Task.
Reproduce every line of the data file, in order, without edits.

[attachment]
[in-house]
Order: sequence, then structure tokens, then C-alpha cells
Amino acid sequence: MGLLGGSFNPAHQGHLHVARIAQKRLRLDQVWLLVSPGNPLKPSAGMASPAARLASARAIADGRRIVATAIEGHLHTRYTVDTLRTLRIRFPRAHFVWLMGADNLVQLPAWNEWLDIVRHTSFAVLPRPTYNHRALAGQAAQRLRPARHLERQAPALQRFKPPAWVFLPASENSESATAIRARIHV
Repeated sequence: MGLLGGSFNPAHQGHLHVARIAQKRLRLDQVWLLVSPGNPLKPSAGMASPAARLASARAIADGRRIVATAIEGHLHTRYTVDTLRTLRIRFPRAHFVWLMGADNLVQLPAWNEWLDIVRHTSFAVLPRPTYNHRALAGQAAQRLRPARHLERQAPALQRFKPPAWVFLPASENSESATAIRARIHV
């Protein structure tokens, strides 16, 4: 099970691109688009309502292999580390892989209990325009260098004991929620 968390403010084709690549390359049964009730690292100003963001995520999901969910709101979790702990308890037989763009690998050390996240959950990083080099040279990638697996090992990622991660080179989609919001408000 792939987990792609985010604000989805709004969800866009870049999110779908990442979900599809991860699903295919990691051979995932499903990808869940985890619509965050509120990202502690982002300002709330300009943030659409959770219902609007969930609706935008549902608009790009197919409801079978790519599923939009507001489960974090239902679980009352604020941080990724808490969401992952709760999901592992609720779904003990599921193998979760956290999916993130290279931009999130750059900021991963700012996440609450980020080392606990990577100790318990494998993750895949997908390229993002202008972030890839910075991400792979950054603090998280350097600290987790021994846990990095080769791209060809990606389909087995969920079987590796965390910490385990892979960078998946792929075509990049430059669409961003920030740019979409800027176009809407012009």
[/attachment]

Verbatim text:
[in-house]
Order: sequence, then structure tokens, then C-alpha cells
Amino acid sequence: MGLLGGSFNPAHQGHLHVARIAQKRLRLDQVWLLVSPGNPLKPSAGMASPAARLASARAIADGRRIVATAIEGHLHTRYTVDTLRTLRIRFPRAHFVWLMGADNLVQLPAWNEWLDIVRHTSFAVLPRPTYNHRALAGQAAQRLRPARHLERQAPALQRFKPPAWVFLPASENSESATAIRARIHV
Repeated sequence: MGLLGGSFNPAHQGHLHVARIAQKRLRLDQVWLLVSPGNPLKPSAGMASPAARLASARAIADGRRIVATAIEGHLHTRYTVDTLRTLRIRFPRAHFVWLMGADNLVQLPAWNEWLDIVRHTSFAVLPRPTYNHRALAGQAAQRLRPARHLERQAPALQRFKPPAWVFLPASENSESATAIRARIHV
């Protein structure tokens, strides 16, 4: 099970691109688009309502292999580390892989209990325009260098004991929620 968390403010084709690549390359049964009730690292100003963001995520999901969910709101979790702990308890037989763009690998050390996240959950990083080099040279990638697996090992990622991660080179989609919001408000 792939987990792609985010604000989805709004969800866009870049999110779908990442979900599809991860699903295919990691051979995932499903990808869940985890619509965050509120990202502690982002300002709330300009943030659409959770219902609007969930609706935008549902608009790009197919409801079978790519599923939009507001489960974090239902679980009352604020941080990724808490969401992952709760999901592992609720779904003990599921193998979760956290999916993130290279931009999130750059900021991963700012996440609450980020080392606990990577100790318990494998993750895949997908390229993002202008972030890839910075991400792979950054603090998280350097600290987790021994846990990095080769791209060809990606389909087995969920079987590796965390910490385990892979960078998946792929075509990049430059669409961003920030740019979409800027176009809407012009």